The first 24 hours were challenging. Yves found that the home his family rented had been largely ruined in the typhoon. Some sections of roofing remained intact but not enough to lend any comfort or shelter from the elements. His family would continue to reside at Linao Elementary School, where they had sought shelter during the typhoon.
The ensuing power and communications blackout covering the whole island of Leyte did not prevent word from reaching Ormoc of other towns and cities struck by Typhoon Haiyan: Palo and Tolosa were severely devastated, and Tacloban City had fallen. Death, hunger and the overwhelming number of requests to the local government had driven people past desperation in Tacloban, and there were safety and security concerns.
ChildFund was one of the first international organizations to reach Ormoc after the typhoon. “Residents feared Ormoc would become the next Tacloban, if the situation became more desperate,” said Philippines Rapid Response Team leader Erwin Galido.
Despite these apprehensions, or perhaps specifically because of what was at stake, ChildFund committed to assist all of the residents of Ormoc City — not just the sponsored children and families supported through the local partner organization.
ChildFund’s Rapid Response Team — carrying tents, sleeping bags and other provisions for survival — proceeded into Ormoc, located the local partner staff members and their flooded office. ChildFund’s team needed a new base to establish a supply chain of food and essential non-food aid. It turned out that Yves was able to help.
Yves’ workplace, a small hotel where he was night manager, had survived the typhoon. Yves has two jobs, both as a manager and teaching hotel and restaurant management, a degree he achieved thanks to his sponsorship through ChildFund. Despite his city’s grim circumstances, Yves reported for work.
Yves learned that other Ormoc residents, government officials, small vendors and entrepreneurs decided to report for work too. He also heard that a few aid organizations and nongovernmental organizations had landed in Ormoc and was sure that ChildFund was among them. No sooner had he hoped to hear word then he ran into ChildFund’s Response Team, right in the hotel lobby. It was a happy reunion between ChildFund staff and a former sponsored child, despite the circumstances.
Yves offered to move ChildFund’s operations into the small, modest hotel. It had a generator, which operates at key hours of the day, allowing the team members to charge equipment and keep in touch with the response center established in neighboring Cebu Island. ChildFund also immediately established Child-Centered Spaces, which offer activities for children and youths to help them understand and recover from the psychological trauma of the destructive storm. UNICEF noted that ChildFund was the first international organization on the scene to establish these psychosocial support activities in the wake of Typhoon Haiyan.
Child-Centered Spaces are also the entry point for child protection activities in evacuation camps. The density of displaced populations, along with the lack of privacy and sharing of common latrines, place many children at risk during times of emergency. ChildFund staff members and volunteers make sure that referral and child-protection mechanisms are in place and that people know how to employ them.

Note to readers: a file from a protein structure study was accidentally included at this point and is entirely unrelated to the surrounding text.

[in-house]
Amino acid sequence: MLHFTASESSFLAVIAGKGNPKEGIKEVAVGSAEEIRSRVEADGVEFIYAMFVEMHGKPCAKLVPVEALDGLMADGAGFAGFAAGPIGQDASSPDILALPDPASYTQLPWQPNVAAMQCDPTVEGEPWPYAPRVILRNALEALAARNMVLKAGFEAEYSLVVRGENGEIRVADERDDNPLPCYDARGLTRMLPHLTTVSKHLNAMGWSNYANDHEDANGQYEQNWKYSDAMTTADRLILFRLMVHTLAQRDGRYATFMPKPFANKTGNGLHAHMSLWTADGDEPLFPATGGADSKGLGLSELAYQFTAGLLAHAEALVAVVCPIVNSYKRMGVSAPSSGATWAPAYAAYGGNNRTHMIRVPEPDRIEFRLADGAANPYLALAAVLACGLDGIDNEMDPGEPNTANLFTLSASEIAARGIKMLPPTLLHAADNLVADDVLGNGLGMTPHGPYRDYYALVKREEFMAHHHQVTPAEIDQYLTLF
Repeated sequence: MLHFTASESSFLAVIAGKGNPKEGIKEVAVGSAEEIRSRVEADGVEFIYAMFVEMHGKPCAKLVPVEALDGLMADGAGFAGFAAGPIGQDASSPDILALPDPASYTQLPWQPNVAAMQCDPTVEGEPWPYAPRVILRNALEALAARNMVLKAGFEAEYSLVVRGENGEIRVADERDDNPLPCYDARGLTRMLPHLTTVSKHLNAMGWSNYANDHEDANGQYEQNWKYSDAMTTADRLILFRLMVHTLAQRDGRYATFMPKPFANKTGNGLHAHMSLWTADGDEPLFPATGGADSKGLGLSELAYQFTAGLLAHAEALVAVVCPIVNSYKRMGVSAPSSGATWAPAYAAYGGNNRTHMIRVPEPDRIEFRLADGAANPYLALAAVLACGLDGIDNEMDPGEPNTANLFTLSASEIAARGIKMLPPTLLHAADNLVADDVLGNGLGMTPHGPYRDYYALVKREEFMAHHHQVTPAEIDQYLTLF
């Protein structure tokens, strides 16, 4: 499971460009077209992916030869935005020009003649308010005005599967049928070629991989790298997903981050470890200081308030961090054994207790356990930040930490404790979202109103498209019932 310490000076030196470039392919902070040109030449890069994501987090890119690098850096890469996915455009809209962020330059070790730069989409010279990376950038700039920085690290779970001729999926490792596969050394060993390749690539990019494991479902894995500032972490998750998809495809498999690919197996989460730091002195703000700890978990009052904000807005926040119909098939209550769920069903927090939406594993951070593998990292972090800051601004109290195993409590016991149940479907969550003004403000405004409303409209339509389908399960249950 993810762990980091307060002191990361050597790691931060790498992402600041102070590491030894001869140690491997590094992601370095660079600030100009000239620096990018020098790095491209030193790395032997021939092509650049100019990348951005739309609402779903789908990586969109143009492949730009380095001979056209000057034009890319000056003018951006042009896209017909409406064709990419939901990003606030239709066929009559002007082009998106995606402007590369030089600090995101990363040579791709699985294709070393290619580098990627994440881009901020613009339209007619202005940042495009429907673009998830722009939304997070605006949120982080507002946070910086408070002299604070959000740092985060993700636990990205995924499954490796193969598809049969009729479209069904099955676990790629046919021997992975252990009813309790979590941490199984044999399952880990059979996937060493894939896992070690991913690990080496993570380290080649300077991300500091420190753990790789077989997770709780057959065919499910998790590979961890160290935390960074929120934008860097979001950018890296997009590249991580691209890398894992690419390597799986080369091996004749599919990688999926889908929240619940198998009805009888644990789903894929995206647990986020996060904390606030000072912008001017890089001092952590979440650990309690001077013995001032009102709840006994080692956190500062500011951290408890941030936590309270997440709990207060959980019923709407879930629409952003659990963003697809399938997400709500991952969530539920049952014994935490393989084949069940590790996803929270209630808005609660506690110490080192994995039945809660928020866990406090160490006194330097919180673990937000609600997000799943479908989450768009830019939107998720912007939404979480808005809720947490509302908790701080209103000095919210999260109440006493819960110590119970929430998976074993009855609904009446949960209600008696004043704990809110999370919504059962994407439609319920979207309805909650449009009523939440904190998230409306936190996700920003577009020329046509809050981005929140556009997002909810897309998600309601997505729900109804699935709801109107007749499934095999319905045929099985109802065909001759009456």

One such Child-Centered Space was set up at the Linao Elementary School, where Yves and his family are sheltered. ChildFund staff members and trained volunteers from the local partner gathered children sheltered there to play, draw and express their emotions. Infants, children, and youth are grouped separately, and little Yvo gets to join the below-5 age group.
“Daddy, play outside!” Yvo shouts when it’s time for Child-Centered Space activities. This time, Yves knows it’s safe.
By Kate Andrews, ChildFund staff writer
In late August, about a month’s worth of rain fell within a couple of days in Manila, causing massive flooding in communities where ChildFund Philippines works. Some of the families of enrolled children were displaced temporarily, and many are now cleaning and repairing their homes.
Typhoons are a common occurrence in the Philippines, and it’s important for communities to be prepared. That’s where ChildFund’s Emergency Action Fund enters the equation. With your contribution, we’ll be able to respond to emergencies faster, bringing aid and protection to children within hours and days of a disaster.
Although we’ve come to expect seasonal flooding in some regions of the world, often a crisis can occur without warning, such as the 2012 earthquake in Guatemala. ChildFund’s many years of experience in the field helps us assess needs, coordinate projects and deliver resources that assist families in dire need. We also have strong partnerships with local governments and other relief organizations.
More than 200 million people are affected by natural disasters each year, and 7.6 million are displaced by conflict or persecution. By making a donation to the Emergency Action Fund, you’ll help us assist children who need immediate help. Here is what the fund will help us do:
Enable ChildFund to mobilize teams of specialists within hours of when a disaster strikes.
Supply food, clean water, blankets, shelter and other emergency aid to children and families as quickly as possible.
Repair and restore homes, schools and vital social infrastructure such as water, sanitation and hygiene systems to prevent disease.
Provide Child-Centered Spaces and psychosocial support to help children cope and recover confidence after an emergency.
In the months after a disaster, ChildFund will remain in the affected communities, doing some of the most important long-term work: helping children regain a feeling of safety and self-esteem. Help these children and their families by making a gift to the Emergency Action Fund.